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Ante-Natal Classes - Are they necessary?

Are ante-natal classes necessary?Congratulations! You are now pregnant and are about to be bombarded with information from everybody that hears your exciting news. Everyone will have some advice – some good and some not so – and everyone will have a horror story to share with you which should be ignored.

One of the topics that is bound to be raised is that of antenatal classes or child birth education groups as they are sometimes referred to. Your gynae may encourage you to join a group that he is familiar with but often it is left up to the mum–to–be and this is often where the indecision lies.

Most people, when envisaging antenatal classes, think of a lesson in breathing and pushing and encouraging a natural delivery only. You maybe told that if you are planning a Caesar, they are a complete waste of time as the Registered Nurses that run the courses are anti-Caesar and only promote natural delivery so don't bother going. Considering that South Africa has such a high Caesar rate, it would be a complete disservice if any of these classes did not discuss this birth option in detail.

A couple of clear benefits of antenatal classes can be:

  • To educate you on your birth choice as it can be a fearful experience due to the unknown
  • To inform you of all your labour choices whether it be a water birth, natural or Caesar as well as other options available to you such as the different pain control methods
Coming Home

One of the most important topics that should be covered antenatally is the home coming, but unfortunately most emphasis is on the actual birth but then what? The birth probably will be your main focus at the time (obviously!) but actually the first night home with your newborn can be even more frightening as the safe-haven of the hospital has been left behind and now it is just the two of you to deal with this tiny baby and its various needs.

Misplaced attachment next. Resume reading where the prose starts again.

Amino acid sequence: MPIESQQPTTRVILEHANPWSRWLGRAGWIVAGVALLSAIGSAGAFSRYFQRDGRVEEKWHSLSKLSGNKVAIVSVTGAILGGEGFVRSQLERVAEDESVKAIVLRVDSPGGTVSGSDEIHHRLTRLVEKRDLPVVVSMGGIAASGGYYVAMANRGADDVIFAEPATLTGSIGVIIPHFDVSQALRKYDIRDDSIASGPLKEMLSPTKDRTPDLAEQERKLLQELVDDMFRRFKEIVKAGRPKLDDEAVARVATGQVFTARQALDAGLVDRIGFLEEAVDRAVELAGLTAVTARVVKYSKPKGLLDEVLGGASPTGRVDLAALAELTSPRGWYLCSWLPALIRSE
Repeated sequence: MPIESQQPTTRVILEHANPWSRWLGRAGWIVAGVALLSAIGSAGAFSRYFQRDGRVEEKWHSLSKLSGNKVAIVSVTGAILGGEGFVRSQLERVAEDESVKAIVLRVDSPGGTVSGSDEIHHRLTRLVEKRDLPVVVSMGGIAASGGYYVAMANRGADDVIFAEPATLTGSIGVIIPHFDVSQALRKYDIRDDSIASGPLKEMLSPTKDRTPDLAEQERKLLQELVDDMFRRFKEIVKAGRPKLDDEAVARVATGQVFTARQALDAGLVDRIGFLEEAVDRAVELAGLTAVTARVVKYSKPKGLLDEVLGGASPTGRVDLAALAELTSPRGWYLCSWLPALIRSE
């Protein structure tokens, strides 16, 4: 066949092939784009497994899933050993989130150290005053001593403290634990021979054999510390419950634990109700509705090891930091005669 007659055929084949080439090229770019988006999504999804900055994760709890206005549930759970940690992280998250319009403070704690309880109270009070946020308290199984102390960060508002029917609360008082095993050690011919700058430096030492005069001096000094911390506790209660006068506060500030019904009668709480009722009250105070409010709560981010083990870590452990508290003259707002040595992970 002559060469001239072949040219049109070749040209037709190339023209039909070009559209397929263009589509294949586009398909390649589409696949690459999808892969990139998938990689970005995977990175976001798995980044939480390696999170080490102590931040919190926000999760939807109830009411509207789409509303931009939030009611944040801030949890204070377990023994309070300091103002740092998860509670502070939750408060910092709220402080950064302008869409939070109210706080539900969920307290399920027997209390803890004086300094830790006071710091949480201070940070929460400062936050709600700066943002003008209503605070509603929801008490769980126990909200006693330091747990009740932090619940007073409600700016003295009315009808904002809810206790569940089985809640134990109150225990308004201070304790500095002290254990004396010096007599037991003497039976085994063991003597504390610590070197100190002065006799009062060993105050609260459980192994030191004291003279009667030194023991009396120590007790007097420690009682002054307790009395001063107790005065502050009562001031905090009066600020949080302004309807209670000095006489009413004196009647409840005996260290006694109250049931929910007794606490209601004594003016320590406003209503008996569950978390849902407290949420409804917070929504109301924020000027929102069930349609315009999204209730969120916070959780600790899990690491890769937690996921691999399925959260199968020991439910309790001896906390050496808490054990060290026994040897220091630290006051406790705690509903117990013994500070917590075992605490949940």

Are you aware that :

  • When you get home you may be feeding your baby for up to 8 hours a day
  • That breastfeeding can hurt initially
  • That what you see in your baby's nappy if you are breast feeding is not diarrhoea but normal
  • That even if you have had a Caesar you may still have a bloody discharge for up to six weeks afterwards
Topics such as this should be discussed in antenatal classes as these are the things that are unexpected when you are at home and have no one to ask. The clinic that the antenatal classes are run through is also an important part of your newborn's life as well as yours.

It is advisable to make your antenatal choice based on the service you will receive post natally. The advice you are given should be accurate and the visits should be beneficial and not rushed. A new mother has lots of questions – is her clinic sister readily available to answer them? New mothers are not paranoid – they just don't know.

Before you make the decision NOT to do classes, do some research into what is available. Not only may you make some wonderful new friends but the whole birth and post natal experience should be a wonderful experience for you and your partner in order for you to enjoy the wonderful moments spent with your newborn.

Article supplied by Arlaine Oxenham
Babies on Beachway Ante & Post Natal care, 082 6519719